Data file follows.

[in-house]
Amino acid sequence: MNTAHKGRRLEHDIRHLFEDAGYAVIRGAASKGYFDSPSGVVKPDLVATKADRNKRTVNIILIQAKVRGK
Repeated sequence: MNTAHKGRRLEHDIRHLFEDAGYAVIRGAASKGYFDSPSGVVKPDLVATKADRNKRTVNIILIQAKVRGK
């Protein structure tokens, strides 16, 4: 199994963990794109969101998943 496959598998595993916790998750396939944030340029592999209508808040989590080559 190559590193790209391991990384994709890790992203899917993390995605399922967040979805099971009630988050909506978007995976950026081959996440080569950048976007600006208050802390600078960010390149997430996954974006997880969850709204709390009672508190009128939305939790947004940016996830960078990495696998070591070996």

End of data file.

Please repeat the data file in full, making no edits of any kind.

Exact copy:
[in-house]
Amino acid sequence: MNTAHKGRRLEHDIRHLFEDAGYAVIRGAASKGYFDSPSGVVKPDLVATKADRNKRTVNIILIQAKVRGK
Repeated sequence: MNTAHKGRRLEHDIRHLFEDAGYAVIRGAASKGYFDSPSGVVKPDLVATKADRNKRTVNIILIQAKVRGK
């Protein structure tokens, strides 16, 4: 199994963990794109969101998943 496959598998595993916790998750396939944030340029592999209508808040989590080559 190559590193790209391991990384994709890790992203899917993390995605399922967040979805099971009630988050909506978007995976950026081959996440080569950048976007600006208050802390600078960010390149997430996954974006997880969850709204709390009672508190009128939305939790947004940016996830960078990495696998070591070996």